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|Just Her Luck: "I Know Who Killed Me"|
|Movies - Reviews|
|Written by Mike Schulz|
|Wednesday, 01 August 2007 03:41|
I KNOW WHO KILLED ME
Lindsay Lohan's latest movie, I Know Who Killed Me, is for those who saw the actress' recent mug shot and were praying that Hollywood would adapt it for the big screen. (The photograph in question, as nearly everyone now knows, was taken after Lohan's arrest for alleged drunk driving and cocaine possession.)
A vulgar concoction by director Chris Sivertson and screenwriter Jeffrey Hammond, the film is a grisly, asinine blend of torture porn and half-conceived mystery, and your only reasons for attending would be if (a) you're fascinated by Lohan's all-too-public downward spiral and are now aching to see her play a drug-addled, pole-dancing stripper, or (b) you're not that fascinated by Lohan's downward spiral but love kicking celebrities while they're down. It's the sort of abjectly bad movie that you stare at in complete disbelief - like License to Wed, but a little less scary - and it would be schadenfreude paradise if it wasn't such a laborious drag to sit through.
I Know Who Killed Me is what you would get if you mixed Mulholland Dr., Hostel, Showgirls, and Nancy Drew in a blender, poured it on the floor, and then had your dog crap on it. Arriving on the heels of her arrest, the movie - which involves a serial killer, numerous prosthetics, and the psychic link between possible twins - certainly won't do Lohan's public image any favors; one of her scenes finds the actress petulantly demanding to be released from the hospital because she feels like a prisoner there, and besides, she's fine.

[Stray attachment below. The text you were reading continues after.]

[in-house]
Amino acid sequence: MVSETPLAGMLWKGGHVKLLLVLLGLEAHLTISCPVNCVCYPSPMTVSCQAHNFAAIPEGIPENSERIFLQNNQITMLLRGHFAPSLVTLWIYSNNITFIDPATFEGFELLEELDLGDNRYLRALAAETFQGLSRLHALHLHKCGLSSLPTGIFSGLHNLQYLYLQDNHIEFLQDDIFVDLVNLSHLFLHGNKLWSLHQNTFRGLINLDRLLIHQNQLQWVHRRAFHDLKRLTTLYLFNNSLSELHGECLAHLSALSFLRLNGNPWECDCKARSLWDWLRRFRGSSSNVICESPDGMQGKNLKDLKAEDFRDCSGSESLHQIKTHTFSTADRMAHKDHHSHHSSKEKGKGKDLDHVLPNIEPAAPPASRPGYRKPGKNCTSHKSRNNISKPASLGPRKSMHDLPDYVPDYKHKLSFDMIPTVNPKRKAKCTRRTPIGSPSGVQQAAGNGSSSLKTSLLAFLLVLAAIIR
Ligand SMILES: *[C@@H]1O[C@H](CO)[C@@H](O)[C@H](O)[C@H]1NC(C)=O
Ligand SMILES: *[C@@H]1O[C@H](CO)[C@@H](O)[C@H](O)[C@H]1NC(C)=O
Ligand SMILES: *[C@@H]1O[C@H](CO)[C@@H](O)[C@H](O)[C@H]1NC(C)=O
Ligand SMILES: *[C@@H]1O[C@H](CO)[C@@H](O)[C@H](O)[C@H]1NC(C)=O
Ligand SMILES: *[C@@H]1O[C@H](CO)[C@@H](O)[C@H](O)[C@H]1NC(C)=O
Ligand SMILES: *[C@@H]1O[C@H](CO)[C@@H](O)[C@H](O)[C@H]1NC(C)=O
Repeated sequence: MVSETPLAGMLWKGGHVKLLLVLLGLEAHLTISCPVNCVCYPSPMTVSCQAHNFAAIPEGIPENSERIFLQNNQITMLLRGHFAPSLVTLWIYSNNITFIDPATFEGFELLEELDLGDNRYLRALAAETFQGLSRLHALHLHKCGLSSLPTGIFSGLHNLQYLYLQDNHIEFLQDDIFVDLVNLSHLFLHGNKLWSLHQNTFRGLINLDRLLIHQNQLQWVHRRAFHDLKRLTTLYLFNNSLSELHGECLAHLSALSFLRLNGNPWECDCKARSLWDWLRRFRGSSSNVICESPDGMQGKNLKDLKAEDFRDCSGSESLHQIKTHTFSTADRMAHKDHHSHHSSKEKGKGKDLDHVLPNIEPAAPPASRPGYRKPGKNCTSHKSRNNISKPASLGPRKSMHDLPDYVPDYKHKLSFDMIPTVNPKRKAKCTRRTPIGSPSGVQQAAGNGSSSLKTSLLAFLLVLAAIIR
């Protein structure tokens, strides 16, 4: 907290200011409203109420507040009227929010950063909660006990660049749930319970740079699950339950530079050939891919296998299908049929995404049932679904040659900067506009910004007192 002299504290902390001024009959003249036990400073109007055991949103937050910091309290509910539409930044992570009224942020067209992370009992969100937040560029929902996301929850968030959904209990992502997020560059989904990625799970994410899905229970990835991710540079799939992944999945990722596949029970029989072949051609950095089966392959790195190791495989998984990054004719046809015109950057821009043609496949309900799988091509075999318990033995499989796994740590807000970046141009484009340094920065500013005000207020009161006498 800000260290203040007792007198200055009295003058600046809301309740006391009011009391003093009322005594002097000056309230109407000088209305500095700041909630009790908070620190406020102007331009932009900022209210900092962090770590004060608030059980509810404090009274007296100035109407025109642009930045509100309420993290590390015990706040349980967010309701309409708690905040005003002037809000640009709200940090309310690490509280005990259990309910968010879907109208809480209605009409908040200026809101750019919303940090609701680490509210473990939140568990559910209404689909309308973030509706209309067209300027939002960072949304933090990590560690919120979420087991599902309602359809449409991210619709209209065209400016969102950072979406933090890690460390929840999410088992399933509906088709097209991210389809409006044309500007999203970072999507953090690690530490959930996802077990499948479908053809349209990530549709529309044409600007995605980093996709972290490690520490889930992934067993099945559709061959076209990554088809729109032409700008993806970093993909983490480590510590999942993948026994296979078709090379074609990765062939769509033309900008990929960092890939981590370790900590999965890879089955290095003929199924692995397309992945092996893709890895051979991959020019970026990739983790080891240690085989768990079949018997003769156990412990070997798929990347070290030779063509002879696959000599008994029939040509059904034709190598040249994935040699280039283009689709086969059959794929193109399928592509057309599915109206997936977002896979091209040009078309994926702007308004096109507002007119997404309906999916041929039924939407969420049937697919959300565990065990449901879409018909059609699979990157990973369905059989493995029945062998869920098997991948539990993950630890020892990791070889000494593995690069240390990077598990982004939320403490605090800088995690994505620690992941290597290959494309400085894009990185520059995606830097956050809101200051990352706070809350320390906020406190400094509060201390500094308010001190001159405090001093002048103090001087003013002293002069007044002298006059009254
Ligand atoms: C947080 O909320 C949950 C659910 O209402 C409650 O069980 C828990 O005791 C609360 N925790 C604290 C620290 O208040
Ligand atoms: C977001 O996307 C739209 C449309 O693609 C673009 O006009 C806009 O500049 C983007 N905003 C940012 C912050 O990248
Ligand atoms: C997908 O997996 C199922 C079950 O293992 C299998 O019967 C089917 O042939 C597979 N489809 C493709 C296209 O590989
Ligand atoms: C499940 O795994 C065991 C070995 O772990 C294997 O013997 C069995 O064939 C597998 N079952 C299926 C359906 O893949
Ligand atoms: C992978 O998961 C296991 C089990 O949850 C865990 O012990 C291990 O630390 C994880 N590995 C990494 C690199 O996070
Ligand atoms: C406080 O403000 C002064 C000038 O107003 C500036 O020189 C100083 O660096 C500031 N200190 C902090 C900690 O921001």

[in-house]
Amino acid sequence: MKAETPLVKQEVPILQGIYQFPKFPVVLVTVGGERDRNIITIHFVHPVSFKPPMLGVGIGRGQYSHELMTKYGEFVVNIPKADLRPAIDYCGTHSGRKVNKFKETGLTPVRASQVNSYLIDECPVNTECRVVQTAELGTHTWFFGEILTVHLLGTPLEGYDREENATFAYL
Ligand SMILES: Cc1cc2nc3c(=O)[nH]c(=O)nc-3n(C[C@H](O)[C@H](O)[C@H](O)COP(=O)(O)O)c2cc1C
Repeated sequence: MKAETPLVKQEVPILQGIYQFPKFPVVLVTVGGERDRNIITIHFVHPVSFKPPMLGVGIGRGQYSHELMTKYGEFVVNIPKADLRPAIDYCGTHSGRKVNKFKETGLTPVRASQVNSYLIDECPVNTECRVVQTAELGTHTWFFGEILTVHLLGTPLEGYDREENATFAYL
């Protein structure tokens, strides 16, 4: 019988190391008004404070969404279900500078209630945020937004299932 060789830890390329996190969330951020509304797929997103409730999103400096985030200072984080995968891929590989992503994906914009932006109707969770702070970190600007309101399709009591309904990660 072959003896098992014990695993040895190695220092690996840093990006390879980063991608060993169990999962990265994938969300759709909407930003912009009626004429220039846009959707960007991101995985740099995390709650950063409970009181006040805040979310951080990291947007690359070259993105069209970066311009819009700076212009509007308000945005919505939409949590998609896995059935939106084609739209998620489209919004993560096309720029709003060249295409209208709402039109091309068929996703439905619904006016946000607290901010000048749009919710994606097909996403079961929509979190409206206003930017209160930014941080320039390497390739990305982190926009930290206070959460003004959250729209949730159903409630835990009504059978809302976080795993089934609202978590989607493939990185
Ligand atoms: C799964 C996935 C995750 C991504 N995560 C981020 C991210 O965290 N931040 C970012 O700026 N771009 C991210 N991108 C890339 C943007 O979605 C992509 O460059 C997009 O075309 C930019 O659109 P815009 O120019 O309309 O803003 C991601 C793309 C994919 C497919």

But even if Lohan had the countenance and credibility of one-time screen mom Meryl Streep, she'd still be a laughingstock for involving herself in this abomination, which devotes considerably more screen time to smoke-filled, slow-motion analyses of Lohan's questionable strip-club abilities than it does to untangling (or, for that matter, establishing) its plot.
Yet in a film in which no one - including co-stars Julia Ormond and Neal McDonough - has ever come off worse, there is one topnotch performance in the film, and it's given by the color blue. The color blue, in this movie, is really something. Shaded somewhere between cobalt and periwinkle, it appears here in the form of roses, outfits, surgical gloves, artwork, cars, cell phones, and even film dissolves ... it's prominent in every scene, and it's always believable. For months, I was looking for a shirt that color and was never able to find one. It was probably out filming.
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